The wheels are 19-inchers, and look both attractive and rugged enough for off-road work. The all-terrain Hankook rubber looks better suited to tar than dirt though. At the rear, twin exhausts jut from a metallic-look apron, while bold tail light clusters frame the tailgate. The latter opens all the way down to bumper level, and has a rear screen that opens independently.

There’s more good news inside the go-anywhere Chev. The Captiva’s cabin is a comfortable and stylish place with a list of standard features that will put many a luxury passenger car to shame. The execution is smart without losing sight of functionality and there’s even a third row of seats that cleverly folds away in the cargo compartment floor. The latter offers two more seating positions.

The fold-away bench is generous enough to accommodate kids or even gangly teenagers with relative ease. Adults could squeeze in, too, but the problem is related more to access than actual seating space: getting to that third row is awkward. And legroom is at a premium. The other drawback is that when raised, the third seating row robs the Captiva of almost all its luggage space, which means opting for a trailer or a luggage box when travelling seven-up on extended journeys.

Those provisos aside, the cabin is attractively executed and exudes a robust sense of quality that promises longevity. The switchgear is neatly arranged, the round dials are clearly legible and the centre stack is home to the climate control, the trip computer display and sound system. Satellite controls on the steering wheel further enhance ease of use.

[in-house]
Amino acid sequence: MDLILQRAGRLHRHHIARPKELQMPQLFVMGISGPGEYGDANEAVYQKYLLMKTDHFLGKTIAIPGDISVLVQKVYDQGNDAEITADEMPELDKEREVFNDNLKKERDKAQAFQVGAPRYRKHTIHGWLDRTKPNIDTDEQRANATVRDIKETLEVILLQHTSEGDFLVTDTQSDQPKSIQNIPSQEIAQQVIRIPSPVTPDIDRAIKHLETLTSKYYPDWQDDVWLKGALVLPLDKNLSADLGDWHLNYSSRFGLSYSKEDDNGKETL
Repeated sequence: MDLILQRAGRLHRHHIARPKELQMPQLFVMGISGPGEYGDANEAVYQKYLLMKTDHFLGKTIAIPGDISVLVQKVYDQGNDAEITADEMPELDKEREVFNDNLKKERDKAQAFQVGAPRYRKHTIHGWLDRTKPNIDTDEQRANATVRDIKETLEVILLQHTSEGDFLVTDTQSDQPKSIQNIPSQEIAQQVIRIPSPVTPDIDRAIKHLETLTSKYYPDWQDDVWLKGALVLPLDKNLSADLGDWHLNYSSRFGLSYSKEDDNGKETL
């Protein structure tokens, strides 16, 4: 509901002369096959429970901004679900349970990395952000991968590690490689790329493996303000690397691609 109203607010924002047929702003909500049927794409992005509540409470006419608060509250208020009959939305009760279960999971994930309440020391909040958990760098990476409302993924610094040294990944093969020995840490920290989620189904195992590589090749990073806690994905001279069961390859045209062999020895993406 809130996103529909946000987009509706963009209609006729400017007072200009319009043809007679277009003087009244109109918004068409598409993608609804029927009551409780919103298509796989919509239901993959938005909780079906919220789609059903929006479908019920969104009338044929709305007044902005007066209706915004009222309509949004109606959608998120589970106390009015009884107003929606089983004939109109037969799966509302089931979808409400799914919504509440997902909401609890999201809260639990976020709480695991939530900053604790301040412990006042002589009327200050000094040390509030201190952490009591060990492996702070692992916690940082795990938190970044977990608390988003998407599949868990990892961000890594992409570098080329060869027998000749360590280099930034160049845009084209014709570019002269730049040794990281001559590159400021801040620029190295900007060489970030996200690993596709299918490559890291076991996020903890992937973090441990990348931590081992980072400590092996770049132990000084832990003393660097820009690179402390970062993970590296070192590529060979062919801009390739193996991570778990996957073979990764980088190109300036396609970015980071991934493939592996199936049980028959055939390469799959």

The leather upholstery looks and feels upmarket and the combined effect of the glossy dashboard trim and the metallic accents is attractive. Add all the comfort, convenience and safety items you could desire and the Captiva’s upmarket status is beyond doubt.

However, the real star of this Captiva is the turbodiesel engine. The 2.2-litre unit bristles with technology, ranging from twin overhead camshafts and variable valve timing to a variable geometry turbocharger. The result is an impressive 135kW of maximum power, linked to a full 400Nm of torque – figures that place this engine at the sharp end of the turbodiesel field. They compare very favourably with the Audi Q5 TDI’s 125kW and 350Nm or the BMW X3’s 135kW and 380Nm.

The six-speed auto gearbox is smooth and refined with a set of ratios perfectly matched to the engine’s output curves. The result is unobtrusive and effortless progress, whether in town, on the open road or off the beaten track.